Geotagging (also known as geocoding or geoencoding) your photos allows you to view your photos on a map and see where they were taken. There are also a variety of photo sharing services that allow you to add geotagged photos, so that others can see exactly where your photos were taken as well.
This can be a great idea with photos taken out on a walk, or while on vacation. It also works well with photos of wildlife and flowers, allowing you to see where and what sort of habitat the photo was taken in from the map.
It is probably not a good idea to geotag photos taken in your own home though, particularly if you are sharing them with everyone over the internet. This would allow anyone to see where you live, generally not something you want.
How to Geotag your photos
There are a number of different ways that you can geotag your photos. You can either do the geotagging at the point the photo was captured (if it is supported by your camera model), or otherwise you can use software to geotag your photos later on the computer.
Cameras with a built-in GPS
Some cameras come with a built-in GPS system to automatically geotag all your photos as you take them. It is just a matter of making sure that geotagging is enabled in the camera settings.
Examples of cameras with built-in GPS include the , , , , and various other camera models as well.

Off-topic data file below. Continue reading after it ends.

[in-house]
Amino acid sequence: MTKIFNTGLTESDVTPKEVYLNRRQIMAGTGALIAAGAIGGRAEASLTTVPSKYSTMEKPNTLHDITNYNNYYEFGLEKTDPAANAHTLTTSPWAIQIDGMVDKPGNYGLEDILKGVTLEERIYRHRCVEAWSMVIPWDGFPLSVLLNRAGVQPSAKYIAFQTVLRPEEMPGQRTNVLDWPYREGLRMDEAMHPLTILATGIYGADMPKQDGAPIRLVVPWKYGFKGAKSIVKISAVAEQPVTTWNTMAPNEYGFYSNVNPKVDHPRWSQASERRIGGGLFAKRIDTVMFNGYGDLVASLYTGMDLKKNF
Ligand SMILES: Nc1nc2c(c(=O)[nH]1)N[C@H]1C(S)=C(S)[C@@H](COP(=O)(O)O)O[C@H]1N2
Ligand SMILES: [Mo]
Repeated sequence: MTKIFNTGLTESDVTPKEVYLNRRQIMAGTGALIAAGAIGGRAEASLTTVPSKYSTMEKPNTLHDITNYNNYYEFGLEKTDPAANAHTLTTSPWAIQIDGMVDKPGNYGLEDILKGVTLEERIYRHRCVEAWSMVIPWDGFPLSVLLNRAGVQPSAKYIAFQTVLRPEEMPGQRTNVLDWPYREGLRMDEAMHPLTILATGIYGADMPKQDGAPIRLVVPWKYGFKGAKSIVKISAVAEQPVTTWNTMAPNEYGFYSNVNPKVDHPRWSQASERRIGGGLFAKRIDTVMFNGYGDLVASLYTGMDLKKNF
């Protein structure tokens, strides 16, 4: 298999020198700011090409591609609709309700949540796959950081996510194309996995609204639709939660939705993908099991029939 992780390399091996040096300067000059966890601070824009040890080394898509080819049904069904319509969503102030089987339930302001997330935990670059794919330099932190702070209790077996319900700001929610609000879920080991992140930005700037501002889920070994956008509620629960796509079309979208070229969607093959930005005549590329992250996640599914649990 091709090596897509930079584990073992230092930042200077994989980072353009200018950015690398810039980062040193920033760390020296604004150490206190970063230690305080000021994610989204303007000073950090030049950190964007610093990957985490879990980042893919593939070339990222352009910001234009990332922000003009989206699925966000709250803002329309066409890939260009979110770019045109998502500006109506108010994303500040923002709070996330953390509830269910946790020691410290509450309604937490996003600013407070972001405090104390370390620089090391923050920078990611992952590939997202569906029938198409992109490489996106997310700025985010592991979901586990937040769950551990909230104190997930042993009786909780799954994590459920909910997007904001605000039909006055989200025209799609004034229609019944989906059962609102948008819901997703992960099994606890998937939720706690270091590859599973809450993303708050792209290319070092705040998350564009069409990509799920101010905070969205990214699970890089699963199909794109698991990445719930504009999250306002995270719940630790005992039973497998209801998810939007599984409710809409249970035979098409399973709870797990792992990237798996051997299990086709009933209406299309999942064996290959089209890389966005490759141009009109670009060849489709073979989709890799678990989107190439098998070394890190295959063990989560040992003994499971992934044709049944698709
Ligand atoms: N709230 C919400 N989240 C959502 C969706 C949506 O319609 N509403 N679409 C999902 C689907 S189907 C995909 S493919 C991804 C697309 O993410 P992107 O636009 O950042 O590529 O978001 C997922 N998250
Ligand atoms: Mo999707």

Cameras with GPS accessories available
External GPS units are available to automatically geotag your photos for some cameras. The majority of DSLR cameras have accessories available to allow this, but most compact cameras do not.
The different camera manufacturers have proprietary connections for the GPS units, so you would to purchase a unit designed to work with your camera. For example, Nikon produces the Nikon GP-1, Pentax has the Pentax GPS Unit O-GPS1, and there are various third party units as well. These generally mount in the camera's hot-shoe and have a small lead that plugs into a connection socket on the camera.
For some Canon DSLR cameras you can use their GP-E2 GPS unit. For some of their older models you need to use their Wi-fi grip accessory and an external GPS unit to geotag photos in-camera instead.
GPS tracklog + software
An alternative to purchasing a camera with built-in GPS or a specialist GPS accessory for your camera, is to use a standard GPS unit, and record a tracklog. Standard GPS units can be purchased for less than the camera specific GPS accessories, and depending on the model, can also be used to aid navigation. This method of geotagging will work with any camera.
You set the GPS unit to record a tracklog and make sure that your GPS and camera are both set to the same time. As you walk around, the GPS keeps a log of where you've been.
Then you can later use some software to geotag all your photos from the tracklog. By comparing the time of each photo to the timepoints recorded in the tracklog, the software can work out where along the tracklog the photo was taken.
This is why it is important to make sure the time on your GPS and camera are in sync. If they're not in sync you can get round this by applying a time offset when geotagging the images, but it's easier to just have them in sync in the first place.
The tracklog can also be viewed on the map to see exactly where you've been.
Manual geotagging using software
Lastly, you can also geotag your photos on your computer using geotagging software. This allows you to pick where a photo was taken, usually using Google Maps or Google Earth, then save the location data into the photo.